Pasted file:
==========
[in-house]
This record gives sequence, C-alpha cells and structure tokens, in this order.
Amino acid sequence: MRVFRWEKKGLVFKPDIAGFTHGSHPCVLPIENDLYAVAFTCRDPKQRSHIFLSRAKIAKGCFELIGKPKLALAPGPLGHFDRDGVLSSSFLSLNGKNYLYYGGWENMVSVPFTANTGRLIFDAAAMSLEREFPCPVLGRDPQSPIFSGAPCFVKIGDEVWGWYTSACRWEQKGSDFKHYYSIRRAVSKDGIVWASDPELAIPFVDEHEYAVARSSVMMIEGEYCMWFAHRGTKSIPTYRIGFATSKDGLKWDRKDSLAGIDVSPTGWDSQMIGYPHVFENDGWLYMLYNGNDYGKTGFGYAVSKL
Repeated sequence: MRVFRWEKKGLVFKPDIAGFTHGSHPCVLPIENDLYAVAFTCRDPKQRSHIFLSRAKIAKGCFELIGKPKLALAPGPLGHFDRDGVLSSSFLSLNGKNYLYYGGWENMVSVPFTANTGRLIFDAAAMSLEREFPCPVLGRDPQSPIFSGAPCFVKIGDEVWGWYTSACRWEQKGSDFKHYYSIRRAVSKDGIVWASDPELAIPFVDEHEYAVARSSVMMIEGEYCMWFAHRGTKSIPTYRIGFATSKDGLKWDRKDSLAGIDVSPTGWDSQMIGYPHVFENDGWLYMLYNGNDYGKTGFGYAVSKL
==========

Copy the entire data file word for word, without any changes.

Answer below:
[in-house]
This record gives sequence, C-alpha cells and structure tokens, in this order.
Amino acid sequence: MRVFRWEKKGLVFKPDIAGFTHGSHPCVLPIENDLYAVAFTCRDPKQRSHIFLSRAKIAKGCFELIGKPKLALAPGPLGHFDRDGVLSSSFLSLNGKNYLYYGGWENMVSVPFTANTGRLIFDAAAMSLEREFPCPVLGRDPQSPIFSGAPCFVKIGDEVWGWYTSACRWEQKGSDFKHYYSIRRAVSKDGIVWASDPELAIPFVDEHEYAVARSSVMMIEGEYCMWFAHRGTKSIPTYRIGFATSKDGLKWDRKDSLAGIDVSPTGWDSQMIGYPHVFENDGWLYMLYNGNDYGKTGFGYAVSKL
Repeated sequence: MRVFRWEKKGLVFKPDIAGFTHGSHPCVLPIENDLYAVAFTCRDPKQRSHIFLSRAKIAKGCFELIGKPKLALAPGPLGHFDRDGVLSSSFLSLNGKNYLYYGGWENMVSVPFTANTGRLIFDAAAMSLEREFPCPVLGRDPQSPIFSGAPCFVKIGDEVWGWYTSACRWEQKGSDFKHYYSIRRAVSKDGIVWASDPELAIPFVDEHEYAVARSSVMMIEGEYCMWFAHRGTKSIPTYRIGFATSKDGLKWDRKDSLAGIDVSPTGWDSQMIGYPHVFENDGWLYMLYNGNDYGKTGFGYAVSKL